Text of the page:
The Bethany Library will close Mon, 2/20 & reopen Mon, 3/6 in its temporary location at 7941 NW 23rd (the corner of 23rd & Council).
My, My Metrocard
I love reading fiction books that are geared toward my own life in some way, some sort of little connection that allows me to feel like I am part of that story, allowing fiction to become something more than just someone else's tale. And makes it something I can relate to; something to think about and gather some insight. For me it turns fiction into less of an escape and more of an emotional learning experience. Sometimes, as well, I feel like the books I choose to read for any given month will all randomly relate to one another on their own volition, purely by accident on my part. I swear I rarely ever intentionally choose books to relate to one another, but sometimes it feels like fate pulls books directly off the shelves for me, just so that life will have a little bit of cohesion. Books are the one thing that is consistently easy in life, and I have a feeling I am probably not alone in that sentiment.
Anyhow, this month’s picks follow that easy path, as they all involve certain types of subculture (either punk or 90s alternative), in quick little novels that evolve around music, young people, and even a few paranormal entities.
The Sunshine Crust Baking Factory by Stephanie Wakefield
A little story about punk and squatters in New York City set in the 1990s, this book follows the story of a by-choice squatter named Sid, who is trying to find her way around the scene, find a home, make friends, and live. The storyline didn’t captivate me as much as I liked reading about the subculture and the music involved, and frankly my favorite part of the book was probably the title. It’s a tale of young adults surviving on the streets, choosing a life outside of the commercial everyday lives that a lot of people blindly lead. With a little bit of Brooklyn street tough, and a little bit of love, Sid maneuvers her way through friends and housing, dealing with bullies and boys, and proving that girls are out there too, even in the places some people wouldn’t expect them to be. I also loved that the main character in this novel is not only a girl, but her body type is that of an everyday lady, and less of a model or society seen “perfect” body type. Unfortunately this was not carried over to the cover of the book which seems to portray a wholy different physical view of the main character than one would get from reading the actual book. Overall a good little story about making one's way, on your own terms by squatting and helping others, with lots of music and a quick glimpse into the New York squatting scene of 1995.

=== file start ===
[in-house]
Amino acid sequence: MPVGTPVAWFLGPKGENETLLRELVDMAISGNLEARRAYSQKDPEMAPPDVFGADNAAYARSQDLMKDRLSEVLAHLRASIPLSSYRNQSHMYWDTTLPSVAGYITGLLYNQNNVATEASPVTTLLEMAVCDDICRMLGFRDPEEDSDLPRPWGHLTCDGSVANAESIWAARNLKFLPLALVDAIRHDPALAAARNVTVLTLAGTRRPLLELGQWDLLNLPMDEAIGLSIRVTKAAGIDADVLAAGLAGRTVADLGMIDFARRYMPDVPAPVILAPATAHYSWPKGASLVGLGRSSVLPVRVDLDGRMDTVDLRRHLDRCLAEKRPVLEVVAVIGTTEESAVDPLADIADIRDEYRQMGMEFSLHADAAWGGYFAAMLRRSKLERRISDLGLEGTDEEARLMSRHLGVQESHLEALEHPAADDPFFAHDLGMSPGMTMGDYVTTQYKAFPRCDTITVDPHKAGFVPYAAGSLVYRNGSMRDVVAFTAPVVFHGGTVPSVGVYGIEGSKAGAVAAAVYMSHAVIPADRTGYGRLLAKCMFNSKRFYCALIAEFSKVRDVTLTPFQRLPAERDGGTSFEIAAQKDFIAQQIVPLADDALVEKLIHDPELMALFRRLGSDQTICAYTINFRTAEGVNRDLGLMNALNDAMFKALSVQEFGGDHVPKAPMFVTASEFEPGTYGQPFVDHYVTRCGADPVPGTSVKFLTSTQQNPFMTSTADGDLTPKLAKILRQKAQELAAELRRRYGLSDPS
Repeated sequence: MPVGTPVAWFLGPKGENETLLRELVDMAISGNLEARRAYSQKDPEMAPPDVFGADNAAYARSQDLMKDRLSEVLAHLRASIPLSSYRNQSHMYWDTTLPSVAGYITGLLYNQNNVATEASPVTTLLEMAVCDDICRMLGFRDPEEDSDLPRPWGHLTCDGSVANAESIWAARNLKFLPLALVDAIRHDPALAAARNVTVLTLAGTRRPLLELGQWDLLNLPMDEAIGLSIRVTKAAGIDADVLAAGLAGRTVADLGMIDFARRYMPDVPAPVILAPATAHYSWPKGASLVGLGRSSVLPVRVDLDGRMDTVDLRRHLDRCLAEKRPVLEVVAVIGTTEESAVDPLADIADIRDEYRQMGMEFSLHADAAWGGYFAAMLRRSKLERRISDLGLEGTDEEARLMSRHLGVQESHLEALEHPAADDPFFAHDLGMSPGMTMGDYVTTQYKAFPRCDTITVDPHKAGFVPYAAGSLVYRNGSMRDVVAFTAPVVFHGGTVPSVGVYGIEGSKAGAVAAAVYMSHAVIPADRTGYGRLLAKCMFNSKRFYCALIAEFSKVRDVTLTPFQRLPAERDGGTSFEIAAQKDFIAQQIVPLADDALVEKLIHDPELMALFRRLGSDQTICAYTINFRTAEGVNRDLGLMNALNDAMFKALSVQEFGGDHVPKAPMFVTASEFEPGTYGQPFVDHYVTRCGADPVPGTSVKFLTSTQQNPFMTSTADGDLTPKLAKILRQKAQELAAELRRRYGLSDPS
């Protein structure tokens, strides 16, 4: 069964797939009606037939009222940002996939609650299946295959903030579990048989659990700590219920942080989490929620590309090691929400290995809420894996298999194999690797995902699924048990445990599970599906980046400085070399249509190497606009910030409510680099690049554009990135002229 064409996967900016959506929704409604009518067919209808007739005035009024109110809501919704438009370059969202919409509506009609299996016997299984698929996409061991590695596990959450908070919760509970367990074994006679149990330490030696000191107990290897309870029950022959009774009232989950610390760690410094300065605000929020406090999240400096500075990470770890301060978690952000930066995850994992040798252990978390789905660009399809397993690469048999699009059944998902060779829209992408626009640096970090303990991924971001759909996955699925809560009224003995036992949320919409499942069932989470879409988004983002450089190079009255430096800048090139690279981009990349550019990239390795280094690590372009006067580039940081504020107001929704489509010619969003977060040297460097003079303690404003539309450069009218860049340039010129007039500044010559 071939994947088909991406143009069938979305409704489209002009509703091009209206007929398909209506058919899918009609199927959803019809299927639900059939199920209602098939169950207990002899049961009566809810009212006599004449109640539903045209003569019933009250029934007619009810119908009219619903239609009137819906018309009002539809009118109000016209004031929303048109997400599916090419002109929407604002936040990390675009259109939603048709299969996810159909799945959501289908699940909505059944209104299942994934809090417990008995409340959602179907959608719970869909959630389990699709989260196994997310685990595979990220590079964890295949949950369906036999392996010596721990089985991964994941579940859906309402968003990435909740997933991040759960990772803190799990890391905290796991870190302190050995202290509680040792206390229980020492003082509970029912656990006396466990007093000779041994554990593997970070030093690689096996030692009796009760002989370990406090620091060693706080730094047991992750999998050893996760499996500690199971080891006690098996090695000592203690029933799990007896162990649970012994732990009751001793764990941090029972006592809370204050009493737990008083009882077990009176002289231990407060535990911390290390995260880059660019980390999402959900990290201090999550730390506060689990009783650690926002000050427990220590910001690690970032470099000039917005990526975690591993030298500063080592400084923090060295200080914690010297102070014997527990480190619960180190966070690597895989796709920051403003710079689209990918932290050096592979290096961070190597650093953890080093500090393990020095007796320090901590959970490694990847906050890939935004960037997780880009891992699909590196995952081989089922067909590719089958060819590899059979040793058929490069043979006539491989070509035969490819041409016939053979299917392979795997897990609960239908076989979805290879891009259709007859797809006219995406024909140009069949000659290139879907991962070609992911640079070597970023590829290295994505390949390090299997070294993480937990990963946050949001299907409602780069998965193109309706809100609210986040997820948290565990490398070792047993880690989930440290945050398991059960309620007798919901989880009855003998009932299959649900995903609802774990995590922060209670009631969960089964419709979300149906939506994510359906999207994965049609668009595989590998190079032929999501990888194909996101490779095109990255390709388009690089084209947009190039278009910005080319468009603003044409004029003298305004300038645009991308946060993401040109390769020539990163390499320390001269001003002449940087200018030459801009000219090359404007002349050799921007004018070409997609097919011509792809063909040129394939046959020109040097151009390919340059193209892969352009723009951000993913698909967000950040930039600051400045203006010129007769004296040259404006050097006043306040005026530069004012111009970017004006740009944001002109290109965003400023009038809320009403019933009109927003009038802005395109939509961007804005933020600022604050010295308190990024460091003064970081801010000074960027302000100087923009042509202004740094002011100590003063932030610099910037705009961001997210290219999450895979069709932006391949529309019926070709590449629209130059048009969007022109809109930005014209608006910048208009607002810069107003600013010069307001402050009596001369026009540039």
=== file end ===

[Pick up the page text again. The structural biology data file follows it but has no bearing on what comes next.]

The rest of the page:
The Big Rewind by Libby Cudmore
The Big Rewind is unique because it takes your basic mystery novel (romance, friendships, murder) and mixes it into the alternative music scene full of mixed tapes and doc martens. I definitely did not read this book because it’s a mystery since I usually shy away from such fast-paced-who-done-it type of books, but stumbled upon it for its music references and scene culture. I do think this book took all of that a little too far as it name drops all sorts of hip things from Trader Joe’s to Netflix, from Facebook to The Rockford Files. Not to mention the bands (so many bands), from Smashing Pumpkins to The Smiths. I sort of felt like the author threw in way too many pop culture references and alternative bands but perhaps that is only because I am familiar with them and didn’t need the scene set up so much. Also set in Brooklyn, The Big Rewind is a fun little book that will keep you engaged and wanting to go back and listen to all your favorite bands, or find a few new ones you’ve never heard of.
The Unnoticeables by Robert Brockway
I stumbled upon this book actually by finding book two first, on the new book shelf. A coworker of mine who reads a lot of horror fiction pointed out to me that it was part of a series and so I quickly set off to find book one, because order is important to me, at least in book world. This book is set in two different time periods, with a few characters that cross the timelines. While it is a bit horror fiction, it’s a bit more on the sci-fi scale in my opinion, with several paranormal type creatures making appearances into the everyday lives of others. Part of this book is also set in New York City and involves the punk scene there (but this time it’s the 70s instead of the 90s), the other half being in sunny California. I liked both sides of this story quite a bit even with the otherworldly characters which is usually something I do not go for in books. Also like the above books, this one involves a strong female character determined to see things through. While I still haven’t moved on to book two and don’t know if I will, I did enjoy this out of my comfort zone type book that had enough familiar culture and funny writing to keep it within my realm of interests. Fun fact: The author of this book is the editor and a writer for Cracked.com.